My second point is something of an extension of the point made by my noble friend Lady Walmsley. It is in relation to the cost of building projects. Will he make sure that the costing takes into account the whole-of-life cost so that the building projects are sustainable, rather than simply the cheapest at the time?
My Lords, the point of carrying out the condition survey is precisely to arrive at the point, to which my noble friend referred, where one can make a fair comparison between schools across the country to work out which of them have the greatest need and are most in need of having their condition improved. He is obviously right about that.
So far as the cost of the building projects is concerned, my noble friend makes a good point. One of the things that we will be looking at is how to try to secure the best possible value in a number of different ways, perhaps by grouping schools.
My Lords, the noble Baroness is a very distinguished Member of this House, but I think Labour Back-Benchers are the only group who have not had a turn so far. We have a certain amount of time.
On design, did not the Victorians produce some extremely distinguished school buildings that have stood the test of time on the basis of just three or four rather standardised models? I hope the Minister will look at that example and perhaps be inspired by it.
On revenue funding, at first sight, one sees that it appears very just and sensible to cut back proportionately revenue funding to LEAs where a portion of that funding is earmarked for services that are now being paid for directly by funding academies. However, is it not the case that there are very considerable economies of scale in education, including in the operation of LEAs, and that the administrative and other fixed costs of those LEAs in providing those services will now, under this new system, fall on a reduced volume of funding for the LEA schools and therefore be a higher proportion of that funding? Therefore, schools that remain within the LEA system, will lose out, simply because there are academies in that area, and they will lose out more, the more academies there are in that area. Surely that is not fair either.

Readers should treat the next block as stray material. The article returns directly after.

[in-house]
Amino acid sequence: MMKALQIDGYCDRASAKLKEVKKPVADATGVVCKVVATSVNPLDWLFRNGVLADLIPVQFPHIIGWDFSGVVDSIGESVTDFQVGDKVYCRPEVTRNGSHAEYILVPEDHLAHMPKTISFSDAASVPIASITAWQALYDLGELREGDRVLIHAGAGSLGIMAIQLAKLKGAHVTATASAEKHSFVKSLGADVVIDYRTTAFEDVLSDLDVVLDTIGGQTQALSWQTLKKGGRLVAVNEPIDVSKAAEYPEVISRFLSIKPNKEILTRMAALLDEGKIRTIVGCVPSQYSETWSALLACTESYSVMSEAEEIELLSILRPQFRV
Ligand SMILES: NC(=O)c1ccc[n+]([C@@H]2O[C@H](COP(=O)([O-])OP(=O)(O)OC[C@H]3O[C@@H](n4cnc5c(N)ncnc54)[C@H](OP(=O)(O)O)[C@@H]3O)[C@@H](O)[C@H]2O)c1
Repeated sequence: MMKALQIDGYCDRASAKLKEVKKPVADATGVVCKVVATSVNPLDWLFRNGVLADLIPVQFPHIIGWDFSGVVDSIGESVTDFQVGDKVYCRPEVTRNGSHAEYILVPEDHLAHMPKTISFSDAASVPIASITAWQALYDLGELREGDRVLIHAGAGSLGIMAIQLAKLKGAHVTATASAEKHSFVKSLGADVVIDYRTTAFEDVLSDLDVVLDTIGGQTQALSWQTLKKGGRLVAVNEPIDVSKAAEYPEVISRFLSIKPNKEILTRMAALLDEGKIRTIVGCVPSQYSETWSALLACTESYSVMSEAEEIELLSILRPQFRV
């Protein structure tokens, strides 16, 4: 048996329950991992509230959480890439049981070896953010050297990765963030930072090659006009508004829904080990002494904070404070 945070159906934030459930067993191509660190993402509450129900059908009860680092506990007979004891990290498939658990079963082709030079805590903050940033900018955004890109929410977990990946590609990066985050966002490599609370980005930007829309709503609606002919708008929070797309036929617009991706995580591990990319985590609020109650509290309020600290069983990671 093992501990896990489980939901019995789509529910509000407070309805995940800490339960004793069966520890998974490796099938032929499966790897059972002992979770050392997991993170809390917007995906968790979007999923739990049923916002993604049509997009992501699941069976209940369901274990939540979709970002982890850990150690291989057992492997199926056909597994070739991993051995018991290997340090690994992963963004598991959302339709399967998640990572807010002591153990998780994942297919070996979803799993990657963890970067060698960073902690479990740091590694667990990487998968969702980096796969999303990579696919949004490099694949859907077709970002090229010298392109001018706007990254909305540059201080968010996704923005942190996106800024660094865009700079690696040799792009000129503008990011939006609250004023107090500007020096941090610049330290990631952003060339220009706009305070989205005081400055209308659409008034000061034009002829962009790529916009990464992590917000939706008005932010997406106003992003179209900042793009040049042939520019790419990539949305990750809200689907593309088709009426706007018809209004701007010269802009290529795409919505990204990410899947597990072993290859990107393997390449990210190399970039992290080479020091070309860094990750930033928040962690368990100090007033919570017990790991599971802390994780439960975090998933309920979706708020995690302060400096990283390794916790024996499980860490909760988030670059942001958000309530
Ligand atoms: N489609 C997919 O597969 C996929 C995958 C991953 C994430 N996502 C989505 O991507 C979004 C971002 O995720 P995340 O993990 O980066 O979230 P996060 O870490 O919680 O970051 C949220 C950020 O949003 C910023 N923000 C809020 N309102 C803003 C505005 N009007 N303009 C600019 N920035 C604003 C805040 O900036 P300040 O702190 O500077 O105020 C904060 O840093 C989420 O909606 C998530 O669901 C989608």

I agree with the noble Lord about Victorian schools. I am not an expert, but I think one of the reasons why, when one goes around London, they all look quite similar is because they were procured by a board. He is absolutely right about the question of how one goes about doing that. That demonstrates that it is possible to have something that looks recognisable but is also good quality and stands the test of time. My observation, as someone who gets sent around academies quite a lot, is that they all had fantastic architects and a lot of expense, and they all pride themselves on how original they are, but they all look quite similar if you look around the country. Going back to our earlier debate, I think the point about how design is accepted at a time is well made.
I understand the noble Lord's point about economies of scale and academies. It is obviously the case, and it is indeed happening, that many academies are choosing to carry on buying services from the local authority if they think they are good quality local services and that they are delivering what they want. It is also the case that some local authorities are embracing, if that is the right word, a different role and are thinking that they want to be in the business of becoming commissioners and selling their services to a range of schools across broader areas. A number of different approaches are developing. I accept the underlying point he makes, but there is a varied response going on across the country.